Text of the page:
After spending the last few weeks studying the theme People, Places, and Power through the lens of the topic Labor vs Big Business, we started to learn about the themes application in other topics. The past two days in class, different groups gave presentations on the topic that they had studied. Each group had a different topic and made a presentation, a survey, and a short video. All of these topics allowed a broad idea of the theme to be formed.
This topic was about how the United States took control of many Central and South American countries. They did this out of interests to boost patriotism and the economy and assert their power. The United States invaded Cuba to boost the economy by growing crops there and showcase their powerful navy by building naval bases.
Imperialism: Europe and Africa
Acting on the belief that they were superior, due to social Darwinism, European powers met with each other and laid claims to all of Africa. They were able to conquer Africa because of their technological superiority. They went in with the sole goal of helping themselves and their economies and did not care about the Africans, millions of whom died.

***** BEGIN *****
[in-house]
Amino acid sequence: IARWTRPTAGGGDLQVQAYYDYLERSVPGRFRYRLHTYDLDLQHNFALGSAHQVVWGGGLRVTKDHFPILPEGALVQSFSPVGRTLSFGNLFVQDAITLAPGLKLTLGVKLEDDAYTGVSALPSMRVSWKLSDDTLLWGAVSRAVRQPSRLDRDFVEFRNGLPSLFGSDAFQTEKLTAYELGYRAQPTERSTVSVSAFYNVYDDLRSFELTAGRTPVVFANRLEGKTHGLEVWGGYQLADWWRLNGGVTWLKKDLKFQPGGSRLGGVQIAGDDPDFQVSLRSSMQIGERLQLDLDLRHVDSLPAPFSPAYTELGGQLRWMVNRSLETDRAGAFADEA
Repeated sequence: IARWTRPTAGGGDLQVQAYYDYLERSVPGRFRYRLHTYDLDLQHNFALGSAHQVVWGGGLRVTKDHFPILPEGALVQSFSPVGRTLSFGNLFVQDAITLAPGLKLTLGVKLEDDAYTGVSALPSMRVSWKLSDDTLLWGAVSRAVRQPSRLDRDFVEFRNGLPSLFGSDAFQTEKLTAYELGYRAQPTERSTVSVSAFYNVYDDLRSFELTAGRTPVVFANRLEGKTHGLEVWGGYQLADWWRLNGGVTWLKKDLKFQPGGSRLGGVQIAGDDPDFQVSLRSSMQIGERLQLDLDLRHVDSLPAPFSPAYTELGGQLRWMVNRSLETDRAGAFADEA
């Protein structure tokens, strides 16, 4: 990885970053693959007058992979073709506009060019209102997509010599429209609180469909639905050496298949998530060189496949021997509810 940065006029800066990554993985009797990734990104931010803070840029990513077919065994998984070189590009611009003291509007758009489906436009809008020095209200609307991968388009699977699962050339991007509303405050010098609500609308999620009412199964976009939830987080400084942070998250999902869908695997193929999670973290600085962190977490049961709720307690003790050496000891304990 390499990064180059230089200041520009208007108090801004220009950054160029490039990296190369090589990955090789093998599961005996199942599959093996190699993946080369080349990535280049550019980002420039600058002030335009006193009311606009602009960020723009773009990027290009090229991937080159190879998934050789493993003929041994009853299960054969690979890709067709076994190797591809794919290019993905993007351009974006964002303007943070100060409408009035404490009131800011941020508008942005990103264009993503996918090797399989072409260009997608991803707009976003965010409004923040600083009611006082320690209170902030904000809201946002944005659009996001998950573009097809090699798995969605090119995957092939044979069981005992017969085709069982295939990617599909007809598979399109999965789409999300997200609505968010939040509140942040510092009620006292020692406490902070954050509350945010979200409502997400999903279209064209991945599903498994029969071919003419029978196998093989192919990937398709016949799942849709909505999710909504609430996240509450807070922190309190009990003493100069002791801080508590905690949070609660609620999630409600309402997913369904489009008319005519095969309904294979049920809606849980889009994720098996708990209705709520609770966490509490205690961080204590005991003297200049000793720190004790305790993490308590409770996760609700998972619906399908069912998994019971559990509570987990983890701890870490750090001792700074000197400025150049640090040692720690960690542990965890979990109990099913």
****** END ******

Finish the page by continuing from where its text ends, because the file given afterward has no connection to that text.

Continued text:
Native Americans and the West
The United States kicked Native Americans out of the West as settlers expanded west. They were motivated by the need for land to farm and forced the Native Americans to walk hundreds of miles to reservations where the U.S. tried to force their culture on them. These reservations had very poor land for farming and often did not even have enough water.
It was very difficult for many Asian immigrants to enter the country as laws barred Asian laborers from going to United States, so many pretended to be wives or children of American citizens. The ones who did immigrate worked dangerous jobs at very low wages. White workers did not like that they worked for less and blamed them for their own difficulties and they discriminated against the immigrants with laws such as one that prevented them from going to white schools.
Immigrants from Europe were subject to many difficulties, discrimination, and hatred. On Ellis Island, they faced grueling interrogations and health checkups and were deported if they did not meet standards. Once in the country, they lived in cramped tenements in ghettos and had difficulty finding work.